U.S. Energy Secretary Steven Chu last week announced a sweeping reorganization of the Department of Energy’s (DOE) dispersal of direct loans, loan guarantees, and funding contained in the American Recovery and Reinvestment Act.
The goal of the restructuring is to expedite disbursement of money and to begin investments in a new energy economy within months, Secretary Chu said in a release. The reforms would affect the Loan Guarantee Program established by the Energy Policy Act of 2005, the Advanced Technology Vehicles Manufacturing Loan Program, and the DOE funding contained within the president’s American Recovery and Reinvestment Act.
“These changes will bring a new urgency to investments that will put Americans back to work, reduce our dangerous dependence on foreign oil, and improve the environment. We need to start this work in a matter of months, not years—while insisting on the highest standard of accountability.”
The DOE said it would draw on lessons from the private sector and other agencies, and it would cut paperwork and process applications on a rolling basis to expedite dispersal of the funds.
One of the restructuring plan’s goals was to begin offering loan guarantees under the previous loan guarantees by late April or early May. “These offers may still require recipients to secure their own share of the financing—similar to earnest money in a home mortgage—or meet other conditions prior to closing, but DOE will have completed its review,” the agency said.
It would also aim to start offering loan guarantees under the new Recovery legislation by early summer, though the DOE said that these offers could still require recipients to secure their own financing or meet other conditions prior to closing. Chu stated that the DOE was ultimately seeking to disperse 70% of the investment from the act by the end of next year.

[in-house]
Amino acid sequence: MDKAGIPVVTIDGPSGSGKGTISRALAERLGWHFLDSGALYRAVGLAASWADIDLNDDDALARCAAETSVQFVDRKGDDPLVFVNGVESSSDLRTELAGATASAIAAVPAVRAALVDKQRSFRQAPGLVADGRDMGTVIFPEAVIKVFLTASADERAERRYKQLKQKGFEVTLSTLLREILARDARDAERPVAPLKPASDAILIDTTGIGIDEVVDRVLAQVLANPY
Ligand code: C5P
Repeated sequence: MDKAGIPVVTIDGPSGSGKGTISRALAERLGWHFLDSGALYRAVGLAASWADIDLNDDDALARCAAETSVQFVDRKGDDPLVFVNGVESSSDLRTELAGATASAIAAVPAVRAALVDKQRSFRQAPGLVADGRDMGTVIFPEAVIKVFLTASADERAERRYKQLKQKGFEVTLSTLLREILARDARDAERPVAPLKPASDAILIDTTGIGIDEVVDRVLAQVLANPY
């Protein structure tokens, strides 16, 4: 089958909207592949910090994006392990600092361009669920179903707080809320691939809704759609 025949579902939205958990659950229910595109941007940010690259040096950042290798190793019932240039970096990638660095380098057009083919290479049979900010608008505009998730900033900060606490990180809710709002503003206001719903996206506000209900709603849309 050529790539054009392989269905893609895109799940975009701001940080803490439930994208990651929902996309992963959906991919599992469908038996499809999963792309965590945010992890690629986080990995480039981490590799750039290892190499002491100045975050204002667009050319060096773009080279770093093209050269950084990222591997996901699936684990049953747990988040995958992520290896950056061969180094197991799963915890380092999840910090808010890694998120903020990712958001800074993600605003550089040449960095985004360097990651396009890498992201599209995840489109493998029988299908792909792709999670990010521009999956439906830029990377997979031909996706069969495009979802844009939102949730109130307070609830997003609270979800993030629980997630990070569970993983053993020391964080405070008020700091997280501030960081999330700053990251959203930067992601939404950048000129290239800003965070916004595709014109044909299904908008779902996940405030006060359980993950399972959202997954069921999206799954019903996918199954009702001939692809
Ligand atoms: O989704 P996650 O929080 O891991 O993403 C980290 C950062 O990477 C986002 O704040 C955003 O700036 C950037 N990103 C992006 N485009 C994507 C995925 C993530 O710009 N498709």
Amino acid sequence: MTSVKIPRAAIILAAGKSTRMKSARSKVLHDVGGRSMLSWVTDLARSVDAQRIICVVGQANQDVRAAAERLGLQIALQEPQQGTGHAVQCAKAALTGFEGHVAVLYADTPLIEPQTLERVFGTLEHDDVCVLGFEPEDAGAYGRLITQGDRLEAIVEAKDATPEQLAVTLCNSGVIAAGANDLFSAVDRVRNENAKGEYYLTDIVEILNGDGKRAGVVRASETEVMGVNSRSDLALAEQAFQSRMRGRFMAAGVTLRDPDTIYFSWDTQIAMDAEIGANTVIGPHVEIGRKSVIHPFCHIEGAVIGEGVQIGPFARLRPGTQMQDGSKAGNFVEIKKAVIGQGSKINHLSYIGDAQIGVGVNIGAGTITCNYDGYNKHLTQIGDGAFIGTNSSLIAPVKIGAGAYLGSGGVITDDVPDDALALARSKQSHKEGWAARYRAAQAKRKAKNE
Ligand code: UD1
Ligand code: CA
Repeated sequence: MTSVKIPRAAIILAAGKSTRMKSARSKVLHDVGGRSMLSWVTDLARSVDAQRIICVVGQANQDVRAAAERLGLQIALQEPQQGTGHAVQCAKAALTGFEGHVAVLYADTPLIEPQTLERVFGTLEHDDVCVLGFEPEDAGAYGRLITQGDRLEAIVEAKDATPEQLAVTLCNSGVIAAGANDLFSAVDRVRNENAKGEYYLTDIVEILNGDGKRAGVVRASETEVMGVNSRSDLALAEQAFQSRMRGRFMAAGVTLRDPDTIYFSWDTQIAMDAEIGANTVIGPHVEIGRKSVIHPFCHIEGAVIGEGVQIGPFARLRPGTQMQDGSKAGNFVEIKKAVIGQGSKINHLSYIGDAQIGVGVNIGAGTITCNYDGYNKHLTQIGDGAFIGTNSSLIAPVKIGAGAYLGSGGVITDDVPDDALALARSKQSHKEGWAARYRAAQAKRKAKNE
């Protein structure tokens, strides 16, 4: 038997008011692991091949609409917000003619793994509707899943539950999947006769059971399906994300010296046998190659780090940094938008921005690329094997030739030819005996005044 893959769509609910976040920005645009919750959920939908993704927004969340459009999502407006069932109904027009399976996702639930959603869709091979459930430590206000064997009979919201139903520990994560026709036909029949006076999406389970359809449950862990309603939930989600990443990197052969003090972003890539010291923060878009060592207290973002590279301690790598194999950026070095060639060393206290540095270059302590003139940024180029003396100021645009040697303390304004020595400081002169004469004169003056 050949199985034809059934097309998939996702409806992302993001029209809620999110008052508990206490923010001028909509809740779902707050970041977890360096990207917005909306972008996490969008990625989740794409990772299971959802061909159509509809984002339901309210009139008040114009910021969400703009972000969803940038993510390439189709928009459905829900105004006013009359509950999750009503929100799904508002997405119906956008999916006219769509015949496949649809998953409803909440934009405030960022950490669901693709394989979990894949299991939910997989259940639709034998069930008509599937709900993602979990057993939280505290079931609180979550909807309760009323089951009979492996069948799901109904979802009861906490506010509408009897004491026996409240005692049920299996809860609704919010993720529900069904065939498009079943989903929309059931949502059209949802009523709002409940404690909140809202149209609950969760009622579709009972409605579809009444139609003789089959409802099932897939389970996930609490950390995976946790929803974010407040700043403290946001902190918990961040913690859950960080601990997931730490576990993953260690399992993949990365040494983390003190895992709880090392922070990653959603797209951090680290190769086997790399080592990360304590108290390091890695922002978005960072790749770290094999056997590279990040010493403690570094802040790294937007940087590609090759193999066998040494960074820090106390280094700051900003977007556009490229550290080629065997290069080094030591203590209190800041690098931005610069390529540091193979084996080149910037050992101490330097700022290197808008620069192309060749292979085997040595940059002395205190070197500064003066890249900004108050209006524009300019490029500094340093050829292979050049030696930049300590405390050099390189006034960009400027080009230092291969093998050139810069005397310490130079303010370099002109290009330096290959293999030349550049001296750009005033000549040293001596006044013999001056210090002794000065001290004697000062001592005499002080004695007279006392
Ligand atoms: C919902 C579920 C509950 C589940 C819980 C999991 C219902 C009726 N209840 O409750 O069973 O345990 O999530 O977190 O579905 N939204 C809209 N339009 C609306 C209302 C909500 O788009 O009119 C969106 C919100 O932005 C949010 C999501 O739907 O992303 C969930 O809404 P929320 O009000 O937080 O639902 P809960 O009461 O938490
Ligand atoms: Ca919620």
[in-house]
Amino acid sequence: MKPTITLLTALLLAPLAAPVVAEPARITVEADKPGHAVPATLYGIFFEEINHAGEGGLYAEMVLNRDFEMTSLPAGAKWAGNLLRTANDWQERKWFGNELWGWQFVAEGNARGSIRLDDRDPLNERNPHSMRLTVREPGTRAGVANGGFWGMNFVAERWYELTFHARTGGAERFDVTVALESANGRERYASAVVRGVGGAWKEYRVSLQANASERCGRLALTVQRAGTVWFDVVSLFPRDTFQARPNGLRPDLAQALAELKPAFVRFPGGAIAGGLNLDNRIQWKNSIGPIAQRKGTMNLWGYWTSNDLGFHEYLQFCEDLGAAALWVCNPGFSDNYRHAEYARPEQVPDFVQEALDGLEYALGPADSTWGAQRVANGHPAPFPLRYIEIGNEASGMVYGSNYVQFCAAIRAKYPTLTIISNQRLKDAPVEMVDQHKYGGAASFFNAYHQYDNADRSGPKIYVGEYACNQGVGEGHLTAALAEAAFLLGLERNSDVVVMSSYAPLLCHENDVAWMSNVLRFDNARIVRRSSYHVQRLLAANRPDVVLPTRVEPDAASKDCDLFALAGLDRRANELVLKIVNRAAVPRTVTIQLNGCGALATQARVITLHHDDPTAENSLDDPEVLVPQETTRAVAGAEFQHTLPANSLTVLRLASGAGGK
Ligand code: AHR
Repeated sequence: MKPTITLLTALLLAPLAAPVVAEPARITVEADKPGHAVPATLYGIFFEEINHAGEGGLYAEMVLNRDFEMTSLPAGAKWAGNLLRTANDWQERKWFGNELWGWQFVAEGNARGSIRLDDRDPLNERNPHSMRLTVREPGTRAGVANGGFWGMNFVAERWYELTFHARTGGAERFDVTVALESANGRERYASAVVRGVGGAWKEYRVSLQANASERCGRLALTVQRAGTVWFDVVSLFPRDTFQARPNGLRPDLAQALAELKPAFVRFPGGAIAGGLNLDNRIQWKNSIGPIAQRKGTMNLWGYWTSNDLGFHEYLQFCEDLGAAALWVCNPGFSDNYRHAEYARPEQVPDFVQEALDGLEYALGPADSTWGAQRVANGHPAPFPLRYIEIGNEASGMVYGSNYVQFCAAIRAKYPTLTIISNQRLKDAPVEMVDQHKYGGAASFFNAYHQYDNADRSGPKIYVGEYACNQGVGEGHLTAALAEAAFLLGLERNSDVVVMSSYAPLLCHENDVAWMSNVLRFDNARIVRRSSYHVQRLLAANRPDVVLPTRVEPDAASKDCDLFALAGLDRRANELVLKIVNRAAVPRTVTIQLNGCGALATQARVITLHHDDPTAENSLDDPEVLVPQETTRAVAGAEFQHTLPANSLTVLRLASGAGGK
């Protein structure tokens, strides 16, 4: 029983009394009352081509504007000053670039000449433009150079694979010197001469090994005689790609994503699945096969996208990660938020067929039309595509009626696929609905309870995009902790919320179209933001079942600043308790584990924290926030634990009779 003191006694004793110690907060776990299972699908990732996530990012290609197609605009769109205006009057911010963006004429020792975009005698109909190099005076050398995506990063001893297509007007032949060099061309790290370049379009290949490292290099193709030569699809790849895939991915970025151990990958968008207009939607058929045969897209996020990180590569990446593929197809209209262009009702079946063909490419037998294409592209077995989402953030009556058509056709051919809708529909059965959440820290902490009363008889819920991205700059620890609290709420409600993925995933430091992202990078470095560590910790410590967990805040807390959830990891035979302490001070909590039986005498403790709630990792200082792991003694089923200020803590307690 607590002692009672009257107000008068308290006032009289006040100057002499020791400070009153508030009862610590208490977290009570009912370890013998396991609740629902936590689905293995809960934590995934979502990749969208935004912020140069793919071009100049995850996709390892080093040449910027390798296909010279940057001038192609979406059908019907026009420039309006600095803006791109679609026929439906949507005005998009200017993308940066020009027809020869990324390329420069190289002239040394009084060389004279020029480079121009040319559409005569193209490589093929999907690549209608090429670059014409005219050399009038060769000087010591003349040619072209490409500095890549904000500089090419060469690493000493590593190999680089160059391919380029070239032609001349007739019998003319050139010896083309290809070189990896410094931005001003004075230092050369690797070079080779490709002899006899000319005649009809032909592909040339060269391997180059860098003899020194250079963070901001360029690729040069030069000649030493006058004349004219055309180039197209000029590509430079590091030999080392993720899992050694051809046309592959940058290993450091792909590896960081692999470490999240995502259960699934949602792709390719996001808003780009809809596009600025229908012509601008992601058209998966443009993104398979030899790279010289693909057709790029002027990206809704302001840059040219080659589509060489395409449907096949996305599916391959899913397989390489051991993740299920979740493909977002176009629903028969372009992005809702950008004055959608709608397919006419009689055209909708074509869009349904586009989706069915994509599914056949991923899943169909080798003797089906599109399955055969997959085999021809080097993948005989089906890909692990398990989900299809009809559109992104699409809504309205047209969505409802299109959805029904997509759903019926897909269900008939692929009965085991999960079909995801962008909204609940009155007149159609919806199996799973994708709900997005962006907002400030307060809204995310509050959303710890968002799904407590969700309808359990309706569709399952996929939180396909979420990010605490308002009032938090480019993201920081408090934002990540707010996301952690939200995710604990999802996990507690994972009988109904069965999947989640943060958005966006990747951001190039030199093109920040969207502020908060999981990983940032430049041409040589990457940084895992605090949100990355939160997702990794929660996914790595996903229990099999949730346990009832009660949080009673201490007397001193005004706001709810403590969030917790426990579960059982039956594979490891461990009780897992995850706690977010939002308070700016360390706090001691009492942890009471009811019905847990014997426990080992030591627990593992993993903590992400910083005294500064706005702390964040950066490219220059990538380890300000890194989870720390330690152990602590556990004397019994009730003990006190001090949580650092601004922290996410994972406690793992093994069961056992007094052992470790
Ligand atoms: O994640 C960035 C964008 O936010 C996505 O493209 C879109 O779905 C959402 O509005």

Other reforms to the programs announced by Secretary Chu include:
- Rolling appraisals of applications: Instead of delaying the consideration of an application until a far off deadline, the DOE will review them when they are submitted so that decisions can be made more quickly.
- Streamlining and simplifying loan application forms and other paperwork.
- Accelerated loan underwriting by using outside partners.
- In cases where up-front fees may deter companies from applying, the DOE will offer applicants the opportunity to pay the fees as part of the loan at closing.
- Further reduction of up-front costs by restructuring credit subsidies so they are paid over the life of the loan.
- Additional staff and resources to process applications.
- Working with the industry to attract good projects into the loan guarantee program and helping them navigate the process.
- A website that would provide increased transparency in both process and results, as well as information to help applicants through the process.
Last week, Chu also named Matt Rogers, a former senior partner at management consultant firm McKinsey and Co., to implement these reforms.
Most of these changes are within the authority of the secretary of energy to make in consultation with the director of the Office of Management and Budget. A few will require statutory changes. The DOE said it would move quickly to work with the House and Senate to make the necessary adjustments.
Based on detailed analysis of the programs, Secretary Chu said he was confident the changes would not introduce additional risk to the loan process.